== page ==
Was she really wicked?
Catherine the Great: Empress of Russia
Zu's biography from Scholastic/Franklin Watts for grades 6-9, Mar. 2009.
Read about this newest addition to the Wicked Series in the Booklist Review below!
The Wicked History series does a great job of introducing kids to some notorious names. The compact hardcovers don’t sensationalize, but they make the point that their subjects are very ruthless people indeed. Catherine the Great might be causally known as a cruel dictator with lots of lovers, but author Vincent shows how the Empress of Russia actually took on her position (well, after she had her husband murdered) with some good intentions. Smart, unafraid, and well read, Catherine wanted to use the ideas of the Enlightenment to uplift Russia and its citizens. While able to make some improvements, palace intrigue as well as Catherine’s own personality brought out her iron will. Young readers will find the manipulation of Catherine’s early days particularly interesting. One of the best things about this series is the care that has been taken with the design and format. From the eye-catching covers to the solid maps and historical engravings and illustrations (all made to look of a piece, even though they may be from different sources), the books have pick-me-up appeal. Even kids who don’t think they like history may change their minds when confronted with these.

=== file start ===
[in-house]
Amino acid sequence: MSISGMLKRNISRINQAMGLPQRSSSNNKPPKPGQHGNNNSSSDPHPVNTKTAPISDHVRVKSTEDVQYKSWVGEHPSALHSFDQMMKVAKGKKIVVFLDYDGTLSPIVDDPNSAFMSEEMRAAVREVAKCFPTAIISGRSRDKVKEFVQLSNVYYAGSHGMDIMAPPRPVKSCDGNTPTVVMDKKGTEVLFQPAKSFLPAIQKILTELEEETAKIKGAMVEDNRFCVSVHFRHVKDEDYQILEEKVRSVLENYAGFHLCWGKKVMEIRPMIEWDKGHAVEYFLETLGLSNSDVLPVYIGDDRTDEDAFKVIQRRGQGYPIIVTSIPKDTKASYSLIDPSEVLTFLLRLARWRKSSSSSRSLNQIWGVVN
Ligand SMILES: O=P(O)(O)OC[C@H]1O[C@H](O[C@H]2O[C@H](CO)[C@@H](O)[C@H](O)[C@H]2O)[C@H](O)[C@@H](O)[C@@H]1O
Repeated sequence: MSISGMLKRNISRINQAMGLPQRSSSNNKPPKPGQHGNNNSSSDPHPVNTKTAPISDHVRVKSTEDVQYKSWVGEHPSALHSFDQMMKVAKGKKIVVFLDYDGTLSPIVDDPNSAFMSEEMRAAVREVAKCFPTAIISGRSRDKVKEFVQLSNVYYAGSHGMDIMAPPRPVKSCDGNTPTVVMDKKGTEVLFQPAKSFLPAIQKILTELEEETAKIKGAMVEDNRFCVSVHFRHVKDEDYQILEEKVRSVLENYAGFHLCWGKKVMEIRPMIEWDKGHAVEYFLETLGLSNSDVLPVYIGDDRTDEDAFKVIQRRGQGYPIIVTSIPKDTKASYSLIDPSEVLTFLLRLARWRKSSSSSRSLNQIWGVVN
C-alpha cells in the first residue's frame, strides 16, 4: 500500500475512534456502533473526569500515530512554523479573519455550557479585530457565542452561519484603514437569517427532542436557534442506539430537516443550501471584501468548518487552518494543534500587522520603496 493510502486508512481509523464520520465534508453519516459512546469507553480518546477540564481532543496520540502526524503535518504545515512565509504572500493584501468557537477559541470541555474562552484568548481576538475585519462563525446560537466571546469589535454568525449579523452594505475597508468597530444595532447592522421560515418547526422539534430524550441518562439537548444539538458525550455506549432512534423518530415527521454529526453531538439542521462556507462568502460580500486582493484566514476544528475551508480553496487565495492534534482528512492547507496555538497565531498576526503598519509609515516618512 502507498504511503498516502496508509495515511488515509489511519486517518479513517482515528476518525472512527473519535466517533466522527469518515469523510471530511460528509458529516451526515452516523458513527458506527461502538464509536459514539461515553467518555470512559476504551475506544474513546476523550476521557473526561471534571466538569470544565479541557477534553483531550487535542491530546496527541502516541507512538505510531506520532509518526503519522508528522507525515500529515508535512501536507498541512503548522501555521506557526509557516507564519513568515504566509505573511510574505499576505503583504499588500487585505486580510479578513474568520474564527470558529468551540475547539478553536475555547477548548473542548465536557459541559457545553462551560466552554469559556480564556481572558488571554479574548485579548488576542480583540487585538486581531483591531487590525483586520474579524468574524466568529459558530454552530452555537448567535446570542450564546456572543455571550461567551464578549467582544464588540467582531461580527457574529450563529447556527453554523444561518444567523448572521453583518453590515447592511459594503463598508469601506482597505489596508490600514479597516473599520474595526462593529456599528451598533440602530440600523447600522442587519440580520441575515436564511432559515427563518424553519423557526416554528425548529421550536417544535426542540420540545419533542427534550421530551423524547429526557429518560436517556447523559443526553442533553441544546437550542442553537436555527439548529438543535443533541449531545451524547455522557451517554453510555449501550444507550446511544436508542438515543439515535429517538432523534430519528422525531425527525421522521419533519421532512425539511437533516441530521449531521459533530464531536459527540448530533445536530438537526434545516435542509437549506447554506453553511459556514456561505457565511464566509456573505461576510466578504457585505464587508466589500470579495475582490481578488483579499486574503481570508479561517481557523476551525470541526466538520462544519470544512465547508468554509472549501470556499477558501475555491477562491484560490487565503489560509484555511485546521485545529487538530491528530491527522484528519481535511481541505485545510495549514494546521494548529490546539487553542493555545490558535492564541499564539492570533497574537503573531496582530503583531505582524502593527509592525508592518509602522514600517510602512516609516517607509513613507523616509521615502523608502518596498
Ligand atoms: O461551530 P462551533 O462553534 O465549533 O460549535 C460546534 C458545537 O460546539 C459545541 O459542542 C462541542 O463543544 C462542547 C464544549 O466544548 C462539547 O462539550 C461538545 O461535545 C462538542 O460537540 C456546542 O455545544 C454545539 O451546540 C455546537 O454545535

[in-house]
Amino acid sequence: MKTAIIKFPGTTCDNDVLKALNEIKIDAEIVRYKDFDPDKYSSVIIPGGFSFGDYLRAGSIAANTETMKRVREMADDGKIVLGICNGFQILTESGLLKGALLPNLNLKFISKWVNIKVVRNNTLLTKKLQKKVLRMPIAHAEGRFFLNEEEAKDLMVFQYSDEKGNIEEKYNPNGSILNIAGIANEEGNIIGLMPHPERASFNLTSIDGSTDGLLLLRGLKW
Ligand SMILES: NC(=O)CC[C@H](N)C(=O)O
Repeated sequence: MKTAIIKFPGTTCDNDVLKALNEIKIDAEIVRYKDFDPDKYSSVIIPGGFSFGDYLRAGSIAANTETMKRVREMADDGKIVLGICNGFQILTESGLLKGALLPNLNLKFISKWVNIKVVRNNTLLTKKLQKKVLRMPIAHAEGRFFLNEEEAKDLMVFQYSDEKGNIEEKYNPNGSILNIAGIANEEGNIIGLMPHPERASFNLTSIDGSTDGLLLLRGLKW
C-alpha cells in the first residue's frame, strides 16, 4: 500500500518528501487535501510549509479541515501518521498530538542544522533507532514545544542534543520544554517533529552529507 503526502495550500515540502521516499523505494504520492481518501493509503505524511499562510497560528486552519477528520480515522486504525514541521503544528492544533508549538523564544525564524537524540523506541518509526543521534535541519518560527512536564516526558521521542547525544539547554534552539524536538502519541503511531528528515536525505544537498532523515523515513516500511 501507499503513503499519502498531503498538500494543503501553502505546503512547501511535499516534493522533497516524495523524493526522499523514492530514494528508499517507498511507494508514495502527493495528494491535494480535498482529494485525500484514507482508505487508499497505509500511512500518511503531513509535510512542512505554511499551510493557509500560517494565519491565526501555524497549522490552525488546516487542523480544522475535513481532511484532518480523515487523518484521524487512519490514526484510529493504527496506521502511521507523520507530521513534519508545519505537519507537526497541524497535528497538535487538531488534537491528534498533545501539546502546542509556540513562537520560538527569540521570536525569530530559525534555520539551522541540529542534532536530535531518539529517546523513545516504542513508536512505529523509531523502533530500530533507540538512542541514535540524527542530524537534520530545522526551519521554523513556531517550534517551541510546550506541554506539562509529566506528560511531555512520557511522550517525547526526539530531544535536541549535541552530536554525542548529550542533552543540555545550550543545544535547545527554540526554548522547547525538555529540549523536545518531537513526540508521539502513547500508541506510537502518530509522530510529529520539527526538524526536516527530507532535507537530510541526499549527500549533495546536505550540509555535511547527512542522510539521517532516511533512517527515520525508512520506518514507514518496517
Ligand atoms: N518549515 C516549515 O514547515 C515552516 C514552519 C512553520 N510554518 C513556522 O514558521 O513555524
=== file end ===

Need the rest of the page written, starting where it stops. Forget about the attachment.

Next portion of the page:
— Ilene Cooper
TEACHERS: Catherine the Great: Empress of Russia
is part of the Wicked series of biographies of famous and infamous figures in history
• Directly correlated to social studies standards for middle and high school students
• Includes etchings, maps, photos, and primary source documents
• Back matter includes glossaries, timeline, biographical dictionaries